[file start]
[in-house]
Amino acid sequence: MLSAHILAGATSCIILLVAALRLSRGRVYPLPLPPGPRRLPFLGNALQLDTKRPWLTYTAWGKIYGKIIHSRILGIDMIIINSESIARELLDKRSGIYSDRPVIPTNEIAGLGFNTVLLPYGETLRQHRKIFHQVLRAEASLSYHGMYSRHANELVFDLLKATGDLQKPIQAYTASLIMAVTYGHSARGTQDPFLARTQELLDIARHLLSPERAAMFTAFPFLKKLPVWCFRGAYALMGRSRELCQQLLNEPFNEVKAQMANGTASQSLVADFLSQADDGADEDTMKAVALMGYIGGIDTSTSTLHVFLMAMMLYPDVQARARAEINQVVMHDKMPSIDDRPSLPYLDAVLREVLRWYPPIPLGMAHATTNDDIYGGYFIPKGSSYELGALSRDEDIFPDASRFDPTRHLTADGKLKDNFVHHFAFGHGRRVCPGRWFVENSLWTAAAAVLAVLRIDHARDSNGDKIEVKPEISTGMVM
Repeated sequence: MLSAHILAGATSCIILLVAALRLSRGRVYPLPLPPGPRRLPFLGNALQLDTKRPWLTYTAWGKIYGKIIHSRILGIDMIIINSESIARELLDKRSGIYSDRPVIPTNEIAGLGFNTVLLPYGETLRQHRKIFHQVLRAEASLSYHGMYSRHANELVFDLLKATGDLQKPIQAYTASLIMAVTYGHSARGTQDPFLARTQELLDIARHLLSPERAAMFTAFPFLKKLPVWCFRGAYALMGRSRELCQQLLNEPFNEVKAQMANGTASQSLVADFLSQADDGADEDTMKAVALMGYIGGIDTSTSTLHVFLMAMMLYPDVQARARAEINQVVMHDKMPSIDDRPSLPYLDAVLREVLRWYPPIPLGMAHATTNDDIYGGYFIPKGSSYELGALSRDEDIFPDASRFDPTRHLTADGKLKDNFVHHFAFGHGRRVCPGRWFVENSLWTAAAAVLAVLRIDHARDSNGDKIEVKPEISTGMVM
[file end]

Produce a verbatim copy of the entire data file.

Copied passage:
[in-house]
Amino acid sequence: MLSAHILAGATSCIILLVAALRLSRGRVYPLPLPPGPRRLPFLGNALQLDTKRPWLTYTAWGKIYGKIIHSRILGIDMIIINSESIARELLDKRSGIYSDRPVIPTNEIAGLGFNTVLLPYGETLRQHRKIFHQVLRAEASLSYHGMYSRHANELVFDLLKATGDLQKPIQAYTASLIMAVTYGHSARGTQDPFLARTQELLDIARHLLSPERAAMFTAFPFLKKLPVWCFRGAYALMGRSRELCQQLLNEPFNEVKAQMANGTASQSLVADFLSQADDGADEDTMKAVALMGYIGGIDTSTSTLHVFLMAMMLYPDVQARARAEINQVVMHDKMPSIDDRPSLPYLDAVLREVLRWYPPIPLGMAHATTNDDIYGGYFIPKGSSYELGALSRDEDIFPDASRFDPTRHLTADGKLKDNFVHHFAFGHGRRVCPGRWFVENSLWTAAAAVLAVLRIDHARDSNGDKIEVKPEISTGMVM
Repeated sequence: MLSAHILAGATSCIILLVAALRLSRGRVYPLPLPPGPRRLPFLGNALQLDTKRPWLTYTAWGKIYGKIIHSRILGIDMIIINSESIARELLDKRSGIYSDRPVIPTNEIAGLGFNTVLLPYGETLRQHRKIFHQVLRAEASLSYHGMYSRHANELVFDLLKATGDLQKPIQAYTASLIMAVTYGHSARGTQDPFLARTQELLDIARHLLSPERAAMFTAFPFLKKLPVWCFRGAYALMGRSRELCQQLLNEPFNEVKAQMANGTASQSLVADFLSQADDGADEDTMKAVALMGYIGGIDTSTSTLHVFLMAMMLYPDVQARARAEINQVVMHDKMPSIDDRPSLPYLDAVLREVLRWYPPIPLGMAHATTNDDIYGGYFIPKGSSYELGALSRDEDIFPDASRFDPTRHLTADGKLKDNFVHHFAFGHGRRVCPGRWFVENSLWTAAAAVLAVLRIDHARDSNGDKIEVKPEISTGMVM